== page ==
I would love to see any examples you can give about using quilts instead of multibody. I'm looking at parts that represent welded assemblies, for example, which may include a lot of sheetmetal, structural shapes, and a few machined parts here and there. And then to be able to automatically generate a cut-list and individual body details on a drawing, all from the part environment so there are no mates to haul around at the assembly level and also no out-of-context relationships that can break, priceless. Also to be able to do Boolean is quite often very convenient.
SolidWorks has a library of structural shapes that can be used in the Weldments feature, I'm sure Creo has this as well, but I can do it all in a part with SolidWorks and avoid mates. I hear Creo uses the assembly mode for Weldments. Some SolidWorks users have asked for this option...to be able to do weldments as an assembly. So why not have the option in SolidWorks to do weldments in a part or assembly? And I ask also, why not in Creo?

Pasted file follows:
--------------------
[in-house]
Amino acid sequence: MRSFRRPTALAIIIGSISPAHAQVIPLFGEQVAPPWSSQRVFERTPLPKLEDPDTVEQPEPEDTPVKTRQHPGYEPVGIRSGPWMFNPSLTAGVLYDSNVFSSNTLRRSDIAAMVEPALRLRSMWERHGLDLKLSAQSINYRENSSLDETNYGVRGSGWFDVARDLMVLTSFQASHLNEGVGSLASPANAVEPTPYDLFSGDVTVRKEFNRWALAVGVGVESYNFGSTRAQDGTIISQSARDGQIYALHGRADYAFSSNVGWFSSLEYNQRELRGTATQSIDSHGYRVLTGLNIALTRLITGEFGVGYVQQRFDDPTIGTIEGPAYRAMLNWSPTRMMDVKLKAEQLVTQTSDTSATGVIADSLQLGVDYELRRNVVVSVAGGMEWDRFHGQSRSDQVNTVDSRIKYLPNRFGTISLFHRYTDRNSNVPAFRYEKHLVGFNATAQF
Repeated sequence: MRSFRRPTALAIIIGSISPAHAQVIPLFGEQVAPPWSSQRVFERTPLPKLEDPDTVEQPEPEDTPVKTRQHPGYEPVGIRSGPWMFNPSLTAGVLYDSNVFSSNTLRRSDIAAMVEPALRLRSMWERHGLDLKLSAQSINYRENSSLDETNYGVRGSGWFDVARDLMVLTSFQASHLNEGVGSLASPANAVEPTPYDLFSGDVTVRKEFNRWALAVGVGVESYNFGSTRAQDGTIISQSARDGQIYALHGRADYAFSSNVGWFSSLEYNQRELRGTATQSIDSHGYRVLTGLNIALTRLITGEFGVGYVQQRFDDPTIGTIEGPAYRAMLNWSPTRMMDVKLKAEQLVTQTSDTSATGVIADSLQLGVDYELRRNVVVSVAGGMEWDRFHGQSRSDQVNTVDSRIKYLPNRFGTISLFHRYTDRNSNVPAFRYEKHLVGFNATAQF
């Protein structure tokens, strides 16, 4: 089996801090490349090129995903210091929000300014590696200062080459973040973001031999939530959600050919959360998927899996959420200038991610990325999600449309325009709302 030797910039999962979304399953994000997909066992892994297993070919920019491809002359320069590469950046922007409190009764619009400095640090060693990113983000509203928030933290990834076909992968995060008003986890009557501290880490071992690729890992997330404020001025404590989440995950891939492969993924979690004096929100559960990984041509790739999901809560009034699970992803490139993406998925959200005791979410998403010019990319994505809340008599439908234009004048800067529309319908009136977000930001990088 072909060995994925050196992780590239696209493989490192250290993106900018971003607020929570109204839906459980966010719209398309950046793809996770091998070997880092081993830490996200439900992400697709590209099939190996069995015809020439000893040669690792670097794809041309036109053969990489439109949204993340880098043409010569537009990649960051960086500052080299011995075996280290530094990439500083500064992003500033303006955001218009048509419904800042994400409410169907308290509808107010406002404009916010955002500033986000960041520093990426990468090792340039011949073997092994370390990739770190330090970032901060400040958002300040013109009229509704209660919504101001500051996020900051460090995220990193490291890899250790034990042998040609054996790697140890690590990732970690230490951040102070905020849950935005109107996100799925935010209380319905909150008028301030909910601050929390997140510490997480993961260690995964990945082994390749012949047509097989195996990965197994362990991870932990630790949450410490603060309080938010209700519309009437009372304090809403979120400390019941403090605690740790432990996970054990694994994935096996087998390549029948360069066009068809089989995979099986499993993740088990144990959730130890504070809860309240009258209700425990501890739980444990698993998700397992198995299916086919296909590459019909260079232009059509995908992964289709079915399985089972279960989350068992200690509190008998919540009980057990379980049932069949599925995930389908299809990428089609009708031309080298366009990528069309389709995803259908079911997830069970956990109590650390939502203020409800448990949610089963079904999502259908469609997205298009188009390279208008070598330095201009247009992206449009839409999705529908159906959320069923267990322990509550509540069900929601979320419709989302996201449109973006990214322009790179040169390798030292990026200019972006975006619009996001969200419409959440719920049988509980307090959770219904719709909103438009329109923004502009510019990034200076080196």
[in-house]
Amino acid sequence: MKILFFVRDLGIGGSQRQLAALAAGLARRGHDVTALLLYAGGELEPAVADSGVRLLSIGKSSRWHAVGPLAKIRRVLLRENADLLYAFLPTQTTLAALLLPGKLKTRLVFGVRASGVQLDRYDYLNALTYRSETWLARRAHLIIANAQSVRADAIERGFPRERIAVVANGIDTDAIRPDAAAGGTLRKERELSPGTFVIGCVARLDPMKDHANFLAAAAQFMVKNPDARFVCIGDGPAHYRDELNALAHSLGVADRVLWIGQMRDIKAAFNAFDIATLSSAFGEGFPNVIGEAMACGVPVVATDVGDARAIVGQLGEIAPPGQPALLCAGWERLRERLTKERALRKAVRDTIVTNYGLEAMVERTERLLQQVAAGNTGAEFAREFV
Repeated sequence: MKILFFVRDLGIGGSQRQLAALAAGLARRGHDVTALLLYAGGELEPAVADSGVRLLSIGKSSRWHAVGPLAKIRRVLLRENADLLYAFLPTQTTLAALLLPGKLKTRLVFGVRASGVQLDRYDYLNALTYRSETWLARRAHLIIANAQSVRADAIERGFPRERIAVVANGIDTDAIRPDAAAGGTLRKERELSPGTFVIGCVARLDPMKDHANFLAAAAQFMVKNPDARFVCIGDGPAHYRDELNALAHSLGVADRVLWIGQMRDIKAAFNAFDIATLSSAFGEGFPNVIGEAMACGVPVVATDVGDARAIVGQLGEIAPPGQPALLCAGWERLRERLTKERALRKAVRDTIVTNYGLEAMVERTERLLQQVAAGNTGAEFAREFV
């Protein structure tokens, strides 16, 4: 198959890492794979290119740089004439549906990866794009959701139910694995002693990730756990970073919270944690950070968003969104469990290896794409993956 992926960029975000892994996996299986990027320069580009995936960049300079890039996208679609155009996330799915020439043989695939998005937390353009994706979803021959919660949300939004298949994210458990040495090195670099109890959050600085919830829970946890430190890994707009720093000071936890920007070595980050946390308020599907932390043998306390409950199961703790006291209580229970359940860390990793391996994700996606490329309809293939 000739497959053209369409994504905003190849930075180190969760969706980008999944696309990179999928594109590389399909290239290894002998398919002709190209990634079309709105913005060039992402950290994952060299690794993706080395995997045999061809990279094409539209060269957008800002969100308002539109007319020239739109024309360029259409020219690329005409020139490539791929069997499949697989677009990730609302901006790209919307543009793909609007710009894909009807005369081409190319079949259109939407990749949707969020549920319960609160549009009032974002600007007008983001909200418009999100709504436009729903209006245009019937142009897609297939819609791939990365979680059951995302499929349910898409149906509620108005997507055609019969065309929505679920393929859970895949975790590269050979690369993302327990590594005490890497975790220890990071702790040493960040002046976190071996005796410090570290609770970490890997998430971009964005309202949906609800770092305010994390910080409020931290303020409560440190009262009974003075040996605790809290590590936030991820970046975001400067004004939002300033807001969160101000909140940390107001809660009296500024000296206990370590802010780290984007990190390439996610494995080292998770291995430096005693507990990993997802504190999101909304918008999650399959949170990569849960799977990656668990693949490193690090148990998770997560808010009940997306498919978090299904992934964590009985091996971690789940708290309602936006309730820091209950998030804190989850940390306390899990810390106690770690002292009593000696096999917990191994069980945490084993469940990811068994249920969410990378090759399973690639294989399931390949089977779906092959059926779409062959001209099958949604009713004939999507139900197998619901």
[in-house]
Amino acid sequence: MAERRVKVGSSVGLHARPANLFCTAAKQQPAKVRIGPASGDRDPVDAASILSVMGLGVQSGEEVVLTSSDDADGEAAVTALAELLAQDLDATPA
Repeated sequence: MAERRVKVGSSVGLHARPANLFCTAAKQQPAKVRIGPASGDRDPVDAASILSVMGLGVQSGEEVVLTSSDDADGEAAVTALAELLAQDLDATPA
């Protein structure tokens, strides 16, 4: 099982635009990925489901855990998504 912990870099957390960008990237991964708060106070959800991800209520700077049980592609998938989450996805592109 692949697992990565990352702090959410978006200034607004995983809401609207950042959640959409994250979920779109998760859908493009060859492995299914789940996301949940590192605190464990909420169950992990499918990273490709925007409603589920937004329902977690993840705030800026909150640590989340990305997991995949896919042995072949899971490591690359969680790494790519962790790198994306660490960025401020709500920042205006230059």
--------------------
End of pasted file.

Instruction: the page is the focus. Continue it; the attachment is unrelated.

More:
The point is that unless there is one and only one perfect way to do something, shouldn't the user be allowed to choose?
Show me some examples, I'm very interested.
"The point is that unless there is one and only one perfect way to do something, shouldn't the user be allowed to choose?"
This flexibility comes at a cost to software designs in providing the options and the configuration controls to set up a multi-design method.
One of the statements we used to say about Unigraphics was:
What is the best thing about UG? The multiple ways to do things.
What is the worst thing about UG/ The multiple ways to do things.
And that was used inside the development team of UG, too. I have had many friends who worked there when I used UG for 20 years.
Exactly, maybe read my comment about SolidWorks (OR ANY of the mainstream CAD systems for that matter) not being able to do this despite insane annual revenue.
We've been using mouse and keyboard for forty years and none of you have a problem with that?